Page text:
We would have been forced to vote to continue the present millage rate and adjust the budget over time, meaning no tax increase. The reality is that he moved from a no-tax increase pledge to at least 1.75 increase for his two-year term.

Now, regarding the article about the SPLOST re-negotiation. Yes, Councilman Imker approached it as if it were his original idea with Councilwoman Fleisch speaking as if that were fact. But that is simply not true.

They knew I had already begun contacts with other mayors, which is the mayor’s job, not council members. They knew I wanted to appropriately keep the discussions low key until the appropriate time to move forward. Currently two commissioners-elect and two mayors, including myself, are in agreement.

Knowing that, Councilman Imker put the issue on the agenda anyway and twice wanted to be part of my discussions with the other mayors. My answer was and remains no. It is my job, not theirs.

So what is my point? There is only one mayor elected at a time. “I am of a mindset to find a way to get things done.” to circumvent law, authority and timing realities, even with the support of another council member or members, is not productive and in this case makes my job much harder.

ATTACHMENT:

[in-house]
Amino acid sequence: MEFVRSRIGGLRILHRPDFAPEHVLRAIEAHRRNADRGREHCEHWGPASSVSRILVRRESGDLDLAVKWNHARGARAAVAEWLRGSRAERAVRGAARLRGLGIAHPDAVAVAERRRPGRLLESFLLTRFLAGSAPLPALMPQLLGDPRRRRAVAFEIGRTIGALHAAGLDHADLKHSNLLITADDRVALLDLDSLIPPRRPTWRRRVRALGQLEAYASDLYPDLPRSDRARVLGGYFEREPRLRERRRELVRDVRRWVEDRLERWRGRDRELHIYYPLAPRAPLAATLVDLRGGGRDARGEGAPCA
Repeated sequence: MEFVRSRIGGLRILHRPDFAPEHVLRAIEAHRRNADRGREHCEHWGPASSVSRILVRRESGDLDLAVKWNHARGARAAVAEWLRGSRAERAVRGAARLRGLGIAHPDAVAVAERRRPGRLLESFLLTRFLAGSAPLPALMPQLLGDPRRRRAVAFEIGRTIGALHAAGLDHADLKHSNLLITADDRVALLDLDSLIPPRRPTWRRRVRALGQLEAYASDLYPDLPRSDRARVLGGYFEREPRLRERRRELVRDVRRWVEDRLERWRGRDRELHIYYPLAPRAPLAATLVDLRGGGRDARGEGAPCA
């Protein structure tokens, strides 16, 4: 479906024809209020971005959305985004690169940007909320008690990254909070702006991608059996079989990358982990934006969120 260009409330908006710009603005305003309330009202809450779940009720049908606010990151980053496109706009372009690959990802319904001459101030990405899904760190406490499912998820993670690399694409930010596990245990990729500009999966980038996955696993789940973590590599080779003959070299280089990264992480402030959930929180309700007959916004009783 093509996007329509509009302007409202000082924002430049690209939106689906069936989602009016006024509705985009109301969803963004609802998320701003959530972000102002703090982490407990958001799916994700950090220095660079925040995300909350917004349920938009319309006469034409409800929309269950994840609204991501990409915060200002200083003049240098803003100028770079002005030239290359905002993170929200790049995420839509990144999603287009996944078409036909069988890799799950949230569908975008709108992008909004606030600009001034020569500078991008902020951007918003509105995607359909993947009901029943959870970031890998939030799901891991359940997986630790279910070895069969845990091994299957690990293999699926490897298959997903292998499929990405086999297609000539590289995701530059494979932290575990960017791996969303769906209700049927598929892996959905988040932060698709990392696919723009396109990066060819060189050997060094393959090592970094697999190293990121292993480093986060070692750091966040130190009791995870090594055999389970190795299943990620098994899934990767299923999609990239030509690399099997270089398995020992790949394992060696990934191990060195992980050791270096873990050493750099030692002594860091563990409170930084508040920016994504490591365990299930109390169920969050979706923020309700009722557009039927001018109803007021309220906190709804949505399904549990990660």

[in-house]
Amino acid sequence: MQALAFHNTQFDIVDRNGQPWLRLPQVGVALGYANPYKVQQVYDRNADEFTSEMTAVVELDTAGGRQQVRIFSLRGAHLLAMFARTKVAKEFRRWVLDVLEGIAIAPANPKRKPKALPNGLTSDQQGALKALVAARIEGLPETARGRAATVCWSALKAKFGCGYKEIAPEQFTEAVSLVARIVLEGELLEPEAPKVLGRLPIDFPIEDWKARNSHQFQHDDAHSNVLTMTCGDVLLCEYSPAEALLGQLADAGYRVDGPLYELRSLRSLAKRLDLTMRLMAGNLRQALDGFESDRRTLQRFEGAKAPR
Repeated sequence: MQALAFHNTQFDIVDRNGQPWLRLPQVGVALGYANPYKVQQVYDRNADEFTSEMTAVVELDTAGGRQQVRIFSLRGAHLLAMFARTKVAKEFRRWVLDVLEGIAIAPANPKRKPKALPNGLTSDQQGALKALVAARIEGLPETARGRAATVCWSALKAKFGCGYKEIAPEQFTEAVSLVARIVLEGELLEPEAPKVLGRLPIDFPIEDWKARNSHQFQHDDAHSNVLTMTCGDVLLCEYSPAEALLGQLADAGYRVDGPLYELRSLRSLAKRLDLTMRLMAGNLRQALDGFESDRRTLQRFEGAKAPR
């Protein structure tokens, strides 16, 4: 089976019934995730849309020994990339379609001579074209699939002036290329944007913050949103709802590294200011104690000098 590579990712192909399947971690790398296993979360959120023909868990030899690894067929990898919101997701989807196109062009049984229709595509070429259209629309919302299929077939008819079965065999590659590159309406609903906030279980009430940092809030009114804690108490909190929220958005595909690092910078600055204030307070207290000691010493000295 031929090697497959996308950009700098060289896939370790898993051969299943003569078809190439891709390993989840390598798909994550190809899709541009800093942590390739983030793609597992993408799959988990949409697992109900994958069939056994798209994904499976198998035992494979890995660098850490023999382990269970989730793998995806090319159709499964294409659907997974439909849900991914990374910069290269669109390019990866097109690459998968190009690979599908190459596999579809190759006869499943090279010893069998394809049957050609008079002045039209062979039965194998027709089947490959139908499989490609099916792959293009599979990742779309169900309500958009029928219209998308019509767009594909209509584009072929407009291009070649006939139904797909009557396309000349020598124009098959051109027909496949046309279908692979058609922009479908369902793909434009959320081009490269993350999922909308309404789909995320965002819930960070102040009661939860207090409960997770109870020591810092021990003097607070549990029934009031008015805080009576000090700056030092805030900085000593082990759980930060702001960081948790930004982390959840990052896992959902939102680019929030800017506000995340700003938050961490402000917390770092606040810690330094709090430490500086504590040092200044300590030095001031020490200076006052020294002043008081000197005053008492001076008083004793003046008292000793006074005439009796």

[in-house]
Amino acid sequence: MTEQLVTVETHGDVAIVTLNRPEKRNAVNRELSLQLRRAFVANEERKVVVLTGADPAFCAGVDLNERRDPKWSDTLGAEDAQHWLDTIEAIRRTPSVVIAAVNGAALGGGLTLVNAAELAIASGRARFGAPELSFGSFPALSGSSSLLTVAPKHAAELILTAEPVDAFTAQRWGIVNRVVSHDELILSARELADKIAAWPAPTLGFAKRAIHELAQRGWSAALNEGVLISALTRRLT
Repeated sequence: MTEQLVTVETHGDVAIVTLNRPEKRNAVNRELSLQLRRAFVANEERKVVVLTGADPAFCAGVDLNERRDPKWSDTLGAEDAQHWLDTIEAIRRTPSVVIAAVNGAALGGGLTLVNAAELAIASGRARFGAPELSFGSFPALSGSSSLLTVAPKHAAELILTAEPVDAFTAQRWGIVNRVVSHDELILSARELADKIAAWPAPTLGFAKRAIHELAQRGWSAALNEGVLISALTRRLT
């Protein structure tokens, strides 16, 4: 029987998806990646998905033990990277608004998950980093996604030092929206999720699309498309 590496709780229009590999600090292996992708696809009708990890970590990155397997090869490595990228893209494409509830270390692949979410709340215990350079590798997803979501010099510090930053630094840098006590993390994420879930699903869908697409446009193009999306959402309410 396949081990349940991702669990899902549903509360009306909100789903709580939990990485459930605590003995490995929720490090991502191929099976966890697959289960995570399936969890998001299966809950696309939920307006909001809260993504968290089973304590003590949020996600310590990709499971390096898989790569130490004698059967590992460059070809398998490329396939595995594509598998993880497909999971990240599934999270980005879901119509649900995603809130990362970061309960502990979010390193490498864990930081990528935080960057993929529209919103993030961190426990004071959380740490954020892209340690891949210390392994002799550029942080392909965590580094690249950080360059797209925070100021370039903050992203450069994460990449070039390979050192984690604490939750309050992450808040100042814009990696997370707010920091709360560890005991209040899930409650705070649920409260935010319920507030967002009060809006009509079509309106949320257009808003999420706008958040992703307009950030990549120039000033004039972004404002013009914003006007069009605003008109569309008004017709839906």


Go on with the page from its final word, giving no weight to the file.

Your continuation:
As well, there is no rush since the current commission has already made it clear they are not going to stop the West Fayetteville Bypass or re-negotiate the intergovernmental SPLOST distribution.

Concerning DAPC, The Citizen stated, “City Attorney Ted Meeker has determined, however, that there is no such legal conflict as suggested by Haddix.” But, in an email to council, the city attorney said, “From a legal standpoint, being employed by the DAPC may provide some additional flexibility due to the broader powers that the DAPC has in promoting commerce, industry and trade.“ “Under that agreement, the City is reimbursed by the DDA for services that are provided by the employee (similar to the City’s arrangement with Tourism for Nancy Price et al, and for work the City does for WASA and the Airport Authority).”